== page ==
Securing AngularJS Applications with Play

Intro

When you start migrating from classic page-reloading web applications, it can be quite confusing how to secure your JavaScript-driven app. Sure, you could keep using cookies, but cookies aren’t very secure, even more so if you allow them to be read from JavaScript.

James Ward from Typesafe wrote an excellent article about this topic, so I don’t want to repeat this here but instead encourage you to read his article first. In summary, the server generates an authentication token that our application uses to sign all requests by adding a custom HTTP header (X-AUTH-TOKEN for example).

He also shows how to implement this approach in “normal” JavaScript, jQuery and Play-Java. How is this done in AngularJS and Play-Scala? It’s actually pretty easy, let me show you how.

Signing Requests

In AngularJS we use the $http service to make AJAX-requests. $http’s provider (i.e. the module responsible for injecting the $http service), $httpProvider, offers us the possibility to define default headers. If you want to sign every request, you add them to the defaults.headers.common object. If you only want specific HTTP verbs, you can for example add the header to defaults.headers.post.

$http.post("/login", credentials).then(function(response) {
  $httpProvider.defaults.headers.common["X-AUTH-TOKEN"] = response.token;
});

This way we can set the header that is required to make authorized requests automatically on each request. Since this is such a common task and it would be cumbersome to manage this manually, AngularJS provides a way to manage this completely on its own.

The only thing required is to set a JavaScript-readable cookie named XSRF-TOKEN. Angular will pick up this cookie and add its content to each request using the customer header X-XSRF-TOKEN.

On another note, the Angular documentation mentions the cookie must be issued on the first GET request, however this is not exactly true. This is just a general guideline that stems from the fact that many applications have a separate session cookie (issued after logging in) and CRSF cookie (generated by a GET request signed with the session cookie). These applications use the session cookie to validate requests on the server, but as we learned from James’ article, this is dangerous behavior and opens up the possibility for an attacker to make authorized requests on behalf of a user. So in our case, where the Auth-Token is the sole way of making sure the request is authorized, we generate the XSRF-TOKEN after POSTing the correct credentials to /login.

It must also be stressed that this approach relies on https or anybody could be eavesdropping and easily obtain a valid token.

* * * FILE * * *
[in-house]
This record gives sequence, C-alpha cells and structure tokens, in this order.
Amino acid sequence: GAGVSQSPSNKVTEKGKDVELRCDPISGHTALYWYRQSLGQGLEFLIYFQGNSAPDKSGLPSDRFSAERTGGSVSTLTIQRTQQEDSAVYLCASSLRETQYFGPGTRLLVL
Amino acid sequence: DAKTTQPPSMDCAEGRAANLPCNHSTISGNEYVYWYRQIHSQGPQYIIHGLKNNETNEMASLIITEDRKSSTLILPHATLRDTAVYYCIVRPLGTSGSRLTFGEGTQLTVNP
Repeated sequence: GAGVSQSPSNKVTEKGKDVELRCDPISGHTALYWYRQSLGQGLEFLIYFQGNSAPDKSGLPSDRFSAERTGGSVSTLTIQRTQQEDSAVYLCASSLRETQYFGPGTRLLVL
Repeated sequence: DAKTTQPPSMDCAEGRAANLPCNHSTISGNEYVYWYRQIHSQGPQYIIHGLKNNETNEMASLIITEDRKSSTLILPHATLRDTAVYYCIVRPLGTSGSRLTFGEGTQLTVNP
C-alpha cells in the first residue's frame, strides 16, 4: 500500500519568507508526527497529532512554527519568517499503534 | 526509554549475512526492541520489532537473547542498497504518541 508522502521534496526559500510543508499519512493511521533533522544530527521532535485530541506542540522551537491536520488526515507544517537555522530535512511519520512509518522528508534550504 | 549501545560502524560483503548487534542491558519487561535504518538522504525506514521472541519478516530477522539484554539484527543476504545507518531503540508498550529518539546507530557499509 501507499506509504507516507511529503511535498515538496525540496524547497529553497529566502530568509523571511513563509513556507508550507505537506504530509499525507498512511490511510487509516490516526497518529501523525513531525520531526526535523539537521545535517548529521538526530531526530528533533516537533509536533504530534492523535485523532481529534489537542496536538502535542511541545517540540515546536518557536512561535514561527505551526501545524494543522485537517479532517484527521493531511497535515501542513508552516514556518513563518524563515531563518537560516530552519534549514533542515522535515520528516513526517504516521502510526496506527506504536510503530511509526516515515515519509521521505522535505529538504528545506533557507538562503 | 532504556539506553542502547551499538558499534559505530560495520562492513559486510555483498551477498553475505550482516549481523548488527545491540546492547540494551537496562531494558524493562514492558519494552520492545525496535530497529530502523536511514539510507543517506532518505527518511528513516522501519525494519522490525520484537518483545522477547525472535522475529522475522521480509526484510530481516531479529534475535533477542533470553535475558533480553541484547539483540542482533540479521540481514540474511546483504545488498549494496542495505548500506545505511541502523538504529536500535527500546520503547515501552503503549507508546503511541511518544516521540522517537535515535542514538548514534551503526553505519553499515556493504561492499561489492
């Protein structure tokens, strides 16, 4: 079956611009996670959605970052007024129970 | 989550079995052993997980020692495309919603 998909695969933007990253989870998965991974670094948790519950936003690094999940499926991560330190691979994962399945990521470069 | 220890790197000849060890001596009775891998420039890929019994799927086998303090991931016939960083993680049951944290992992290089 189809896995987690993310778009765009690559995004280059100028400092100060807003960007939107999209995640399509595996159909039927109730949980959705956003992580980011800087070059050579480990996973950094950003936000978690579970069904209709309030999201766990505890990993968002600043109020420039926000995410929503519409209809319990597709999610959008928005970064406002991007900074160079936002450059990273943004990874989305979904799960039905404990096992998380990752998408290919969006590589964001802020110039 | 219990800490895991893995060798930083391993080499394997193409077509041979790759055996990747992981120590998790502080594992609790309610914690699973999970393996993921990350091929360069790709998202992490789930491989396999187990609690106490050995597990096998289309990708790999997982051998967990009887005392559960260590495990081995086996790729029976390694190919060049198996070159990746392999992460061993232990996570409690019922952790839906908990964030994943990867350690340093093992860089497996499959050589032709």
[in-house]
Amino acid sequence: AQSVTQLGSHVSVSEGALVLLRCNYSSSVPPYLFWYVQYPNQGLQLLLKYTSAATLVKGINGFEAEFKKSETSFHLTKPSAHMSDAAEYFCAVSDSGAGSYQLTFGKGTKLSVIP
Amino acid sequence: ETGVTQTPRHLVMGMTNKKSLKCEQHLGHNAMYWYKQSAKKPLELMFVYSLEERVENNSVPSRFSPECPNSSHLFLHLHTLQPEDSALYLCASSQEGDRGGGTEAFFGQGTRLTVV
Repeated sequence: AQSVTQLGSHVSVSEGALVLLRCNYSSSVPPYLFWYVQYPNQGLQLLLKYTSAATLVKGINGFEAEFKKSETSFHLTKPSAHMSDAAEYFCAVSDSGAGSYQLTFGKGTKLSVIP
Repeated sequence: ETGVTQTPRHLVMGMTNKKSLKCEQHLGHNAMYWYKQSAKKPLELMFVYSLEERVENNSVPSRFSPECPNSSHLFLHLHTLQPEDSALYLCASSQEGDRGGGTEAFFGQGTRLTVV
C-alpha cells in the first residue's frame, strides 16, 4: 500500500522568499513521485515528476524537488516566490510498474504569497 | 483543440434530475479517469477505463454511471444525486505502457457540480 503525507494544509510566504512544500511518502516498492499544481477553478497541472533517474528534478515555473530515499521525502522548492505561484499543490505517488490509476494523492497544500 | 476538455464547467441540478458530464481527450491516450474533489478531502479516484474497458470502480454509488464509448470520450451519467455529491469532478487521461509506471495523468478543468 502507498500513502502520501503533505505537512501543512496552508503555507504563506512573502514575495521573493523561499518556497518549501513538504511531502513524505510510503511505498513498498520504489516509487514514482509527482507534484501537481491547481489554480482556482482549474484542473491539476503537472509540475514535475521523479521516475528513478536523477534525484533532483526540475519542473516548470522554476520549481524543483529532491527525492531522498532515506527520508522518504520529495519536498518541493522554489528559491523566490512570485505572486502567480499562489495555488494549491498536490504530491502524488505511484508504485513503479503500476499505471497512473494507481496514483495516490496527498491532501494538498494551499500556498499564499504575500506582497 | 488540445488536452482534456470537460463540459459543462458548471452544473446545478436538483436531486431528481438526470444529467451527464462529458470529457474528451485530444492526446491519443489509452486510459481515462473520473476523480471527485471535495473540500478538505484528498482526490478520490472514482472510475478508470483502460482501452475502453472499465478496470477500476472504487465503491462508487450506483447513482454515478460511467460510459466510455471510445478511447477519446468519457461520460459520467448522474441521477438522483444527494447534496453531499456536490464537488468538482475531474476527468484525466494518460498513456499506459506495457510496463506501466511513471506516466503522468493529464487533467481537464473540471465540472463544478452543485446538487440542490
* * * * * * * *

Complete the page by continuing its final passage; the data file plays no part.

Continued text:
Server Side

On Play’s side, we have to do a couple of things.

First off, when the user logs in, we generate a token. In this example, I’ll simply generate a UUID. The token is then saved in the Cache, along with the user’s id (token -> userId), so it invalidates automatically after a given amount of time. Alternatively, you could save it in the database with a timestamp and check if it has expired on each access.

Generating the token cookie is done in Play using the withCookies method which unsurprisingly expects a play.api.mvc.Cookie. The Cookie API is pretty simple, we just need to make sure to set httpOnly to false.

When the user logs out (aka POSTing to /logout), we remove the token from the Cache and discard the cookie. When the cookie is no longer existent, Angular stops adding the X-XSRF-TOKEN header.

When we want to authorize an incoming request, we don’t want to do this in every action explicitly. So of course we do this using action composition. Our HasToken action ignores the body and only tries to extract the token header. If found, it checks if the token is in the Cache, and thus valid. If this works out, we call the action that will be “wrapped” by the HasToken action, passing it the userId we found in the Cache in the process. If any of this fails, we return a 401 status code. If you wanted a different error message in case the token is invalid, you’d use map instead of flatMap with a second getOrElse.

def HasToken[A](p: BodyParser[A] = parse.anyContent)(f: String => Long => Request[A] => Result): Action[A] =
  Action(p) { request =>
    val maybeToken = request.headers.get(AuthTokenHeader)
    maybeToken flatMap { token =>
      Cache.getAs[Long](token) map { userid =>
        f(token)(userid)(request)
      }
    } getOrElse Unauthorized
  }

Any action that requires an authorized user now composes with HasToken:

def updateItem(id: Long) = HasToken(parse.json) { currentUserId => request =>
  //...
}

Reacting to unauthorized requests